Riga Technical University: Training The Change Agents

As the good old saying goes, be the change you want to see in this world. This is why we took on the challenge of training the change agents. The training component is one of the crucial parts of the Inno-EUt+ project, and the aim of it was to increase the overall innovation capacity of higher education institutions (HEIs). This objective was pursued during the training programme conducted by the Riga Technical University (RTU) Science and Innovation Centre. 

Throughout this programme, the focus remained on the role of staff, both academic and non-academic, as individuals in achieving lasting change and making an impact on the institution. People that took part in this course came from several high-level European universities. 

Two online training sessions were held at RTU as part of the Inno-EUt+ project. In 2021, 29 individuals participated in the training, while in 2022, 23 participants sought to expand their horizons through four thematic workshops comprising each training session. These workshops covered topics such as change management and innovation in higher education, systems thinking and mapping, challenge definition, and theory of change. 

The main emphasis was placed on the practical application of these tools, which were provided to the participants. Moreover, throughout the workshops, each participant worked towards developing a context-specific action plan and received substantial feedback from experts with working experience at a European level. After reviewing these action plans, the experts concluded that “all proposals are well structured and reasoned, coming from curious and proactive people, and interested in improving their working places, conditions, and procedures.”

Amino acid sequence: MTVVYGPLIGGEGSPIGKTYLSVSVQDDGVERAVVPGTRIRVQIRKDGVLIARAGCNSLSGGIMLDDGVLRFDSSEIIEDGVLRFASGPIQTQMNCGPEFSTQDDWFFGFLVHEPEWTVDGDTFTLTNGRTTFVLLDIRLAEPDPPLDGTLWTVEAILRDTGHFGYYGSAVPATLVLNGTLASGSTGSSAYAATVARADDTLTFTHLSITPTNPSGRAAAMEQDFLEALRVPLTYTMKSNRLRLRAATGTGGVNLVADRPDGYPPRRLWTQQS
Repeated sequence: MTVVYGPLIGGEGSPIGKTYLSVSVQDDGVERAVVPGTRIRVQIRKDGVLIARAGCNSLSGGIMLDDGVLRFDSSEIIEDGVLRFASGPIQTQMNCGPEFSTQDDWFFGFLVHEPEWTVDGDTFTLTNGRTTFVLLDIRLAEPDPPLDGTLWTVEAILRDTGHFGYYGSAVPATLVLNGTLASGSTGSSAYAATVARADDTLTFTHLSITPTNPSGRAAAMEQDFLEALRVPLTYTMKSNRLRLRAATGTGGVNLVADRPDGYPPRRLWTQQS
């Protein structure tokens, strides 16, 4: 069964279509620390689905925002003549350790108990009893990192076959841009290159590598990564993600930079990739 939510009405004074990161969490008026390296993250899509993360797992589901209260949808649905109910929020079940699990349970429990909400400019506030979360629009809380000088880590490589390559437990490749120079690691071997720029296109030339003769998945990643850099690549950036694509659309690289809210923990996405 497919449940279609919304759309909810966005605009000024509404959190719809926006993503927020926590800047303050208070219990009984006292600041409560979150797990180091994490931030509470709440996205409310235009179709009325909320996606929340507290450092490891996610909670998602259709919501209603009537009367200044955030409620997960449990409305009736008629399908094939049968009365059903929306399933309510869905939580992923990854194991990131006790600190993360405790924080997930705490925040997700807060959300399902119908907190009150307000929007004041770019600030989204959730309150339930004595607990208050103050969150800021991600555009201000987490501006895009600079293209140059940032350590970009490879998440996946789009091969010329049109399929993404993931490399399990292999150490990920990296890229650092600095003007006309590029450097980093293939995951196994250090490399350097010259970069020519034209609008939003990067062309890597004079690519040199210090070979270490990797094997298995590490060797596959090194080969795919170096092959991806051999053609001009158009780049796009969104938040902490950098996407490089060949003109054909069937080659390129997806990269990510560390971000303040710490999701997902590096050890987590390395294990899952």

One of the core objectives of this training was to provide inspiration and new perspectives in addition to practical tools. The action plans created during the training enabled participants to take specific steps in the short to medium term with a clear impact goal in mind. In this process, participants could focus solely on their roles and responsibilities or take a broader perspective, considering specific study courses, working groups, or even entire departments.

After implementing the training, the participants were asked to provide feedback and testimonials to measure its impact. We were eager to witness tangible change following such training, which prompted us to inquire if the participants had introduced and executed any new initiatives in their institutions after completing the course. Although some participants felt that certain groundwork still needed to be laid before implementing any change, there were responses that highlighted the fundamental value of this training programme. For instance, one participant initiated a new entrepreneurial programme, while others expressed an overall readiness to embrace new changes. As one participant candidly stated, “The training expanded my knowledge of change management and innovation possibilities in higher education.”